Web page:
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Glut Makes It Hard to Say ‘Hemp Hemp Hooray’

Don’t expect a lot of celebrating this year for National Hemp Day on February 4.

Prices continue to fall. The January report from Hemp Benchmarks has shown a glut of biomass on the market that has led to farmers being unable to sell their hemp crops.

The report, prepared by Jonathan Rubin, the founder of Cannabis Benchmarks and Hemp Benchmarks, covers the wholesale prices of hemp in almost nine states. Eight states provided data on planted acreage and six of a possible nine states provided planting information.

The timing of this report is critical as this is when farmers are assessing the lessons learned from 2019 and making decisions for 2020.

It seems CBD seed and clone stock is falling ahead of the planting season. “One reason seems to be that most high-CBD varieties could conceivably result in a “hot” crop; reputable seed sellers are being cautious and generally not guaranteeing their genetics will definitely be compliant under the USDA’s IFR,” read the report. One seed producer told Hemp Benchmarks that the nature of the beast for high CBD genetics is that the plant can go “hot,” essentially producing too much THC.

Another reason for the falling prices is that hemp seed producers can increase production dramatically. One breeder said he could increase production from two million seeds to 100 million in one year.

There also seems to be a shift toward high-CBG varieties, shown to have smaller THC levels. While there has been an uptick in prices for CBD Clones, and seeds in January, the overall price trend remains lowers than in the fall.

The rarity of CBG has caused that product to generate high prices, but the demand for CBG is hard to determine. There hasn’t been as much written or determined about the benefits of CBG over CBD.

Production Issues

Bonny Jo Peterson, executive director of the Industrial Hemp Association of Washington, also reported that nearly every hemp farm in her state had issues with their current equipment, including binding or breaking down, due to the fibrous and sticky nature of the plant.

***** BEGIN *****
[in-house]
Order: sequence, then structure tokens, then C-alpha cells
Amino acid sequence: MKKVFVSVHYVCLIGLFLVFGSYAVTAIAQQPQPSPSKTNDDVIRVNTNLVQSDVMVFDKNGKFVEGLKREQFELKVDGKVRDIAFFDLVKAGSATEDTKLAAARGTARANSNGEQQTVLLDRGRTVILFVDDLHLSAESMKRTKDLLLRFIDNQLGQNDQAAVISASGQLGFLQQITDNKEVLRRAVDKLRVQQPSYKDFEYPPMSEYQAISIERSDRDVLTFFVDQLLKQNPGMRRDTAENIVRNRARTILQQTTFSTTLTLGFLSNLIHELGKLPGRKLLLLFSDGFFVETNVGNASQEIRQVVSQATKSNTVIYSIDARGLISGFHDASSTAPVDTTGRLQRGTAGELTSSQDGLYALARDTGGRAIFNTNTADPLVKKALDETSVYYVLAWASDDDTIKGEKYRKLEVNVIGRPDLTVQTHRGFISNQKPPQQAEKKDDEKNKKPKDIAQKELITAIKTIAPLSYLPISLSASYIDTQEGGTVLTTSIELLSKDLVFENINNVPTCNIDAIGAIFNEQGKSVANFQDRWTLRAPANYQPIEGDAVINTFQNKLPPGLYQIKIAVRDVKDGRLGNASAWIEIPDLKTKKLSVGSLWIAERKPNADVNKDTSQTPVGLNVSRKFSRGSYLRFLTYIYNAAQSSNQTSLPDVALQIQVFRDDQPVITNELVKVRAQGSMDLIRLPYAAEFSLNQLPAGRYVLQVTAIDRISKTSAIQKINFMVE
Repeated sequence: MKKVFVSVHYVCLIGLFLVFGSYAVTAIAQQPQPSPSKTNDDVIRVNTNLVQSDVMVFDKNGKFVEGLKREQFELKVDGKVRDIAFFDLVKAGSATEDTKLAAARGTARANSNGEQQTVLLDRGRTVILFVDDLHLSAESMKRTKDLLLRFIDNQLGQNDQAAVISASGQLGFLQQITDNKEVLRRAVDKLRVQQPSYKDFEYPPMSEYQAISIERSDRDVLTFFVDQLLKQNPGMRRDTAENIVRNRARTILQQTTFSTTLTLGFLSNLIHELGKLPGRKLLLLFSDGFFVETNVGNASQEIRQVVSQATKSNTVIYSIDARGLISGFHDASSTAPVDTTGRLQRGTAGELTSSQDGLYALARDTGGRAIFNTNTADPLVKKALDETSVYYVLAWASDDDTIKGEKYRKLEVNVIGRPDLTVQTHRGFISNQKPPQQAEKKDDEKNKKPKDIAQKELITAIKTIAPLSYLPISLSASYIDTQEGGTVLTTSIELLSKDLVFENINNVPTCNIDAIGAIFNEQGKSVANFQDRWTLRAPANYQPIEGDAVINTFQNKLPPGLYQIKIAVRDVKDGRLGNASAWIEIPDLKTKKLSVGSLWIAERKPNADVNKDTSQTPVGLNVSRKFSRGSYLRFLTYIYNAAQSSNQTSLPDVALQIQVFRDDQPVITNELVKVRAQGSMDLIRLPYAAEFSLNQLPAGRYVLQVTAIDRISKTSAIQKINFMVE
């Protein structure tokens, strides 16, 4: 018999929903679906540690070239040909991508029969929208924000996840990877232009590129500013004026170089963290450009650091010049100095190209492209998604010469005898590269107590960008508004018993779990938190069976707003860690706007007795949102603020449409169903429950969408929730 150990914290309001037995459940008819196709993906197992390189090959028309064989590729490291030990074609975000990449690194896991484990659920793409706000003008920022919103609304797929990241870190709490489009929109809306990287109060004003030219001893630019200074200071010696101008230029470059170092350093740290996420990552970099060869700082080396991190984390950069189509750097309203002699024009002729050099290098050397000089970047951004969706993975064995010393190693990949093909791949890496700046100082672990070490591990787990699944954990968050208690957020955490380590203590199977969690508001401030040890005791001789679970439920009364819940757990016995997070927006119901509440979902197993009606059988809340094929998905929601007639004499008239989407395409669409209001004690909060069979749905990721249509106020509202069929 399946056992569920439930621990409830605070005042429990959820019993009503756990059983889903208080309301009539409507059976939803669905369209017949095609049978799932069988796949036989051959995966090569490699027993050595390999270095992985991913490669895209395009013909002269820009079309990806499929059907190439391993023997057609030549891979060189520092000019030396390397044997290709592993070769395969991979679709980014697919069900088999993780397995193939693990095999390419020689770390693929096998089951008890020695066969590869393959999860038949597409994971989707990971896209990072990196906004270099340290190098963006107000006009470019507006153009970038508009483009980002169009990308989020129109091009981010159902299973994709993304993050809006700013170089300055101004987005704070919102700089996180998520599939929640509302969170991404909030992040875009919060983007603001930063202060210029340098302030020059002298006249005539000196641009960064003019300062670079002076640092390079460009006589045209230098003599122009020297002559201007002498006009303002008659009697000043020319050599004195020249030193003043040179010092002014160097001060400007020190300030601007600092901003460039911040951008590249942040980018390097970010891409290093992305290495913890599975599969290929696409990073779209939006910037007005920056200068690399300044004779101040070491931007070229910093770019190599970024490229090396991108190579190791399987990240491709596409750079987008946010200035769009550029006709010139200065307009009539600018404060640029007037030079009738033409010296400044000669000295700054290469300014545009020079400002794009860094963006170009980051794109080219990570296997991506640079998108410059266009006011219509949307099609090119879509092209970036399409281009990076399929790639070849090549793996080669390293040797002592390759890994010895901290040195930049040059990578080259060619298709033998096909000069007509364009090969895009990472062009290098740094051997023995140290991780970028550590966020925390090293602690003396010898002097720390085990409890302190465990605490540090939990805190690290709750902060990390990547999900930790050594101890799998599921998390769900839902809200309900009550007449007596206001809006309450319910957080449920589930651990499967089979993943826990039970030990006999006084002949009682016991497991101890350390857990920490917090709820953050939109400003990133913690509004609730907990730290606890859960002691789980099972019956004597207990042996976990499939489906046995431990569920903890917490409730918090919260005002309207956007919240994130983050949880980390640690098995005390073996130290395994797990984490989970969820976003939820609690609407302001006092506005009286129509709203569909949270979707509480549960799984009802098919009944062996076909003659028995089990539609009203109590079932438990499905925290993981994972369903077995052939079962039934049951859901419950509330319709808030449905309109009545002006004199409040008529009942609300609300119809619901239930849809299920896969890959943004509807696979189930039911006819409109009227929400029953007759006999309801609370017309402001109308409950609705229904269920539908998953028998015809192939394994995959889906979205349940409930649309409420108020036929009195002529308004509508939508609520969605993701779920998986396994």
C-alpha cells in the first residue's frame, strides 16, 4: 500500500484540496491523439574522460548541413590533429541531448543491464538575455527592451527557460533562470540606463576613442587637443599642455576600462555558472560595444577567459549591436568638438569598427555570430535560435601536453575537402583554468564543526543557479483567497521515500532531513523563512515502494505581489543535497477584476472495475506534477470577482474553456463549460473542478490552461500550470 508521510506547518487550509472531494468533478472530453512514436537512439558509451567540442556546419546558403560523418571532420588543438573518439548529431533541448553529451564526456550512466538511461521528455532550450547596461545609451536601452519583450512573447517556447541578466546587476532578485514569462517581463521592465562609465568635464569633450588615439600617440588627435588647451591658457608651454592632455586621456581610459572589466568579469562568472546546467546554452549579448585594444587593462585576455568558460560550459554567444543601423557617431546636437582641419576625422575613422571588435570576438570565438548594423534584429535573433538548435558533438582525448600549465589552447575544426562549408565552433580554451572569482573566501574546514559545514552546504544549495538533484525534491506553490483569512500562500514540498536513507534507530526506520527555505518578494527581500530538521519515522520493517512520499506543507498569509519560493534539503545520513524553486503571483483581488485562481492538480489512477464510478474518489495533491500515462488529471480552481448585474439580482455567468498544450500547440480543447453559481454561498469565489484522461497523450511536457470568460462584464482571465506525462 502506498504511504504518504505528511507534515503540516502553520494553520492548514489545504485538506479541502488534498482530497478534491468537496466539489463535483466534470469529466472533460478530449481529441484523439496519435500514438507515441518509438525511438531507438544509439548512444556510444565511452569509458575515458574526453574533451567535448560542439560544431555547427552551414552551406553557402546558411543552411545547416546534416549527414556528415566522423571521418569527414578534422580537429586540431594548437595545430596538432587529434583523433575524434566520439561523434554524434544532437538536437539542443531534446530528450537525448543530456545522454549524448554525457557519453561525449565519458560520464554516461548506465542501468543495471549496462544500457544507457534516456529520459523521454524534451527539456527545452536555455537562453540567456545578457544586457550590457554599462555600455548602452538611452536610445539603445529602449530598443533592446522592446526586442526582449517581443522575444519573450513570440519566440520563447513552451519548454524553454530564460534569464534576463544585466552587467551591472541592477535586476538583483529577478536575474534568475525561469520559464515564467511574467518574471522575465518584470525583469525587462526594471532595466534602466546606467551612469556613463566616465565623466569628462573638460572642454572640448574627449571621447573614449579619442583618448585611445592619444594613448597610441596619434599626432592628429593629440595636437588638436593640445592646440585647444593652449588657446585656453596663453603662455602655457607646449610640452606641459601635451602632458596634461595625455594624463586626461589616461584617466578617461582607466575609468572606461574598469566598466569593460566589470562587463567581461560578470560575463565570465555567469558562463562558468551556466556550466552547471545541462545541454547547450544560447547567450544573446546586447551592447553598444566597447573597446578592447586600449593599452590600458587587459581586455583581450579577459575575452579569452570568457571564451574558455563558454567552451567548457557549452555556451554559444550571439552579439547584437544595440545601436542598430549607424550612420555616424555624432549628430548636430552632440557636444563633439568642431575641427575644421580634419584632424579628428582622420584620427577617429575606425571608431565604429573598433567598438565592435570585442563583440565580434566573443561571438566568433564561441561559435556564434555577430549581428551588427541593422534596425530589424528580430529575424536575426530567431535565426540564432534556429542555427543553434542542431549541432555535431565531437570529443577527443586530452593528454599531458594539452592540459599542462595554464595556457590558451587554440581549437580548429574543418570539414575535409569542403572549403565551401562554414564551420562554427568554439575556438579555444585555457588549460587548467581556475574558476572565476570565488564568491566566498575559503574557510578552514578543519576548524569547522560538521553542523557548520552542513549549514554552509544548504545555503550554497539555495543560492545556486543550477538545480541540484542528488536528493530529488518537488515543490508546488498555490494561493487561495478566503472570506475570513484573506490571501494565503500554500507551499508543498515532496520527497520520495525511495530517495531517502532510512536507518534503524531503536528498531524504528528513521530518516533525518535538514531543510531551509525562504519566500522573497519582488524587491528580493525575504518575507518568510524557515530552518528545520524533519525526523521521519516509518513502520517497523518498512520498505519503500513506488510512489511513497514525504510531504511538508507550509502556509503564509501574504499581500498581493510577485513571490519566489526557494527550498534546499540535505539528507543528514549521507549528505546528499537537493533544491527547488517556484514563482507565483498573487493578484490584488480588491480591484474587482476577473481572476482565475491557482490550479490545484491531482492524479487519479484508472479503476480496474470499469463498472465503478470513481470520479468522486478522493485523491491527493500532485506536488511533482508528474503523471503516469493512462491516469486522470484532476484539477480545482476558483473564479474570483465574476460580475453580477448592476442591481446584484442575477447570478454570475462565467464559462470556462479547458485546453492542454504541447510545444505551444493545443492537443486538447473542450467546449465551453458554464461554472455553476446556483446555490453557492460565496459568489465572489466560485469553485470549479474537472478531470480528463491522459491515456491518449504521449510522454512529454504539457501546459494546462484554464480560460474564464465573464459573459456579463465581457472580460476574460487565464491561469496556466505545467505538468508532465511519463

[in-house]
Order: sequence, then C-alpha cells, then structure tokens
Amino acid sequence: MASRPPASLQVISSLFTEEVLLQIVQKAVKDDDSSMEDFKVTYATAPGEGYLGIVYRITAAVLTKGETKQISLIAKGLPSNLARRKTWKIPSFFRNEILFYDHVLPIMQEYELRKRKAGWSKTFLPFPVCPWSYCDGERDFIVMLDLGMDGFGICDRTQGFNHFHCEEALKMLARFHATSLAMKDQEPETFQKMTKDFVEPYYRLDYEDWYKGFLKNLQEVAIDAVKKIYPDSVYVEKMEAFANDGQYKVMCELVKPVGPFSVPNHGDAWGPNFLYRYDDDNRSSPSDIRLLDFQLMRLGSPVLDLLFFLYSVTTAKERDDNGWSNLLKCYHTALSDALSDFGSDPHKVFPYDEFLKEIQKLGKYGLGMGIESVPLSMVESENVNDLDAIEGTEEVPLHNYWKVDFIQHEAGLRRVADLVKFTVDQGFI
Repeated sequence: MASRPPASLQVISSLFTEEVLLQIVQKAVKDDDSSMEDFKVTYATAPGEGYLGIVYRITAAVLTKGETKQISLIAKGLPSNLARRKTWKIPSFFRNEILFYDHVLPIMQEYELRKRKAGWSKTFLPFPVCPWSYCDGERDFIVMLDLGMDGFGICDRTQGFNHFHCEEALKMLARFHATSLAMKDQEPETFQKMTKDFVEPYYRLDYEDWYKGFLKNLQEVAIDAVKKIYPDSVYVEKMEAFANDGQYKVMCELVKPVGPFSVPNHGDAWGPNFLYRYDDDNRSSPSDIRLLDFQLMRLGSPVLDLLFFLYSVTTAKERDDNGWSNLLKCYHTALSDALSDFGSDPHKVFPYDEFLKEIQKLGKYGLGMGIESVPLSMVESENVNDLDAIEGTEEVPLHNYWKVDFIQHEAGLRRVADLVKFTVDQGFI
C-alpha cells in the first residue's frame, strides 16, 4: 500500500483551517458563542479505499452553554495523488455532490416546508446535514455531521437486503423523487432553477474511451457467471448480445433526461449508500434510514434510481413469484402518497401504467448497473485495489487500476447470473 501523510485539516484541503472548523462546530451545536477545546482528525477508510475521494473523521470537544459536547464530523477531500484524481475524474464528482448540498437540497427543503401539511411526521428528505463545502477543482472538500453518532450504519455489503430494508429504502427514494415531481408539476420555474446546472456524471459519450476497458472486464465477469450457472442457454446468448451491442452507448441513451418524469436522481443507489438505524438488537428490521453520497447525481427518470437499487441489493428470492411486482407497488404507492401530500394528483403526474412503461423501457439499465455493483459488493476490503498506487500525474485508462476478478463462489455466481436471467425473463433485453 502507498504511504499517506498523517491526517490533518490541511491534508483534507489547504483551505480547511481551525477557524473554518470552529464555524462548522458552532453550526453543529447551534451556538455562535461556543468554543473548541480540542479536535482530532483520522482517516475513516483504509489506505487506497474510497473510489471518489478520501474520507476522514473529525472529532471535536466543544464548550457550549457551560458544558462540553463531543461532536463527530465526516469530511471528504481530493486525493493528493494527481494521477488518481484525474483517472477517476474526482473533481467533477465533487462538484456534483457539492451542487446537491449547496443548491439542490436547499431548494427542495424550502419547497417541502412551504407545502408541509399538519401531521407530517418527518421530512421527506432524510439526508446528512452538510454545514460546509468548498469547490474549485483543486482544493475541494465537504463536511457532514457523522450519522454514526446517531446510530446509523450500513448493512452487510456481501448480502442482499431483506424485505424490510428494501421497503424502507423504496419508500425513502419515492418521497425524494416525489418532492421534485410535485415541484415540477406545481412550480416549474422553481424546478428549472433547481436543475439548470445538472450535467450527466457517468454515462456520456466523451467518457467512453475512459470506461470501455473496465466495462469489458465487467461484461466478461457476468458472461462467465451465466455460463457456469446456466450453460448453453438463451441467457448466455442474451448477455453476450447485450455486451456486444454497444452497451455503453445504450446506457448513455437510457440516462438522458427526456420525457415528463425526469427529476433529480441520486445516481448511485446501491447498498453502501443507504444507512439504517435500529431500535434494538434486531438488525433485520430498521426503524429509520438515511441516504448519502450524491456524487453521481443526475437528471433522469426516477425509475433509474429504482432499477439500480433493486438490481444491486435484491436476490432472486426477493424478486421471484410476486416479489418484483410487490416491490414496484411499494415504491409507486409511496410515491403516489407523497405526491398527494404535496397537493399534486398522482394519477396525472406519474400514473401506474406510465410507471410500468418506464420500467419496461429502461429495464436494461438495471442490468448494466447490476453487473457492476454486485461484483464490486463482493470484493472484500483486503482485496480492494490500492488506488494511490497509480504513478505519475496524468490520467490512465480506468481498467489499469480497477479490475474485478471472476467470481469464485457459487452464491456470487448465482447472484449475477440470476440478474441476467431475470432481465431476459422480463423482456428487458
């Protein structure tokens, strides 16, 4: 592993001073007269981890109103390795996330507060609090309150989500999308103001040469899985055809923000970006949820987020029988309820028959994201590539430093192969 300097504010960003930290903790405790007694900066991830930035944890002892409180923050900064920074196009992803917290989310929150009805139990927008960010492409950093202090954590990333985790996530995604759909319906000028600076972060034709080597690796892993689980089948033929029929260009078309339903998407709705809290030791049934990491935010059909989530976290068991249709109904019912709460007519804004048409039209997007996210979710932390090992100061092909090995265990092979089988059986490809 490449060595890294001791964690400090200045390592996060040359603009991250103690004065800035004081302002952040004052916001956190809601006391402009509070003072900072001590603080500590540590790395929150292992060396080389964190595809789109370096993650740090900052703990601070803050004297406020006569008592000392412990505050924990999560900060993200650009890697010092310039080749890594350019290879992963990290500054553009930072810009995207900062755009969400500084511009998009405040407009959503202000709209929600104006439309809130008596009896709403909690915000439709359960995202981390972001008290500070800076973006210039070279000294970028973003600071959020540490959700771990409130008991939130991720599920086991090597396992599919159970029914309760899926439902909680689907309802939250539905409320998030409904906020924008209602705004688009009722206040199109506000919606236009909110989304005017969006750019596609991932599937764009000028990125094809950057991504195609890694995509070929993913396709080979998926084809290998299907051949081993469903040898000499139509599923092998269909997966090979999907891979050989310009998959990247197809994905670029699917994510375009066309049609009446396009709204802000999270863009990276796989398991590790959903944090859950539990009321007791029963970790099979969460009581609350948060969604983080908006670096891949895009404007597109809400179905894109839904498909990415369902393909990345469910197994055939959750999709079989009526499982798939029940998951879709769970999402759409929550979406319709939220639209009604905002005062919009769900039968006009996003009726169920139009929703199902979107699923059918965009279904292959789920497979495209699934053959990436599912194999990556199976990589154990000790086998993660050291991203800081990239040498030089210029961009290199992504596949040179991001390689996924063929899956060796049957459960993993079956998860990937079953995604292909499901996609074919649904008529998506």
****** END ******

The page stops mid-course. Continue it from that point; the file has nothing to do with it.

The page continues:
“People used a combination of everything from bean and corn harvester combines to chippers to hand harvesting,” Peterson told Hemp Benchmarks. “So every single issue you can imagine with harvesting and harvesting equipment happened.”

Another obstacle to a successful harvest in 2019, said Peterson, was not having proper post-harvest drying spaces and equipment. “People didn’t put in the cost of the ‘R-and-D’ needed for the air and heat driers for hemp,” she said, “or the space to properly hangdry. Not everyone found the space needed, not everything turned out well.”

Peterson estimated that nearly every farmer in her state lost at least a quarter of their crop during the 2019 season due to improper drying practices or the lack of a proper post-harvest drying plan.

CBD Market Will Continue to Grow

Nielsen predicts that the U.S. hemp CBD market could reach between $2.25 billion and $2.75 billion in 2020. Yet, many of the price contributors to the Hemp Benchmark report said that sales of extracts had been sluggish.

“Very few spot cash purchases are being made and inventories held by producers and processors who are taking splits or tolling fees are growing,” read the report. The report stated that CBD Isolate and Distillate Full Spectrum prices fell by 27% month over month. The best performer was Distillate Broad Spectrum, which only fell 7%.

One processor said the companies weren’t making any money and so the processors weren’t getting paid and that was hitting the farmers as well.

Green Lining

While the report seemed all gloom and doom, there were pockets of positivity. Certified organic biomass was performing the best and these farmers suggested they would team up with certified organic extractors to produce crude and refined CBD oil. They hope to ask for higher prices for these extracts.

The report also noted it was hearing good things on the terpene front. With the federal ban on flavored nicotine, there is a surge of interest in high terpene items with aromatic compounds. The biggest buyers of these products are vape cartridge manufacturers.

Additional good news is that the USDA Risk Management Agency announced a new crop insurance program starting this year. It will apply to certain counties in 21 states. The EPA also approved of 10 pesticides for use on industrial hemp.

The USDA also approved the first set of plans submitted by Louisiana, New Jersey and Ohio in December and in January approved of plans for Delaware, Nebraska and Texas.

Tribal hemp plans were approved for Flandeau Santee Sioux, Santa Rosa Cahuilla, La Jolla Band of Luiseno, Colorado River Tribes, Fort Belknap, Iowa Tribe of Kansas and Nebraska and the Yurok Tribe. Ten more tribes are under review.

Colorado continues to be the biggest hemp producer with 52,275 acres planted in 2019 followed by Kentucky in second place with 26,000 acres planted. Minnesota was third place with 7,278 acres planted.

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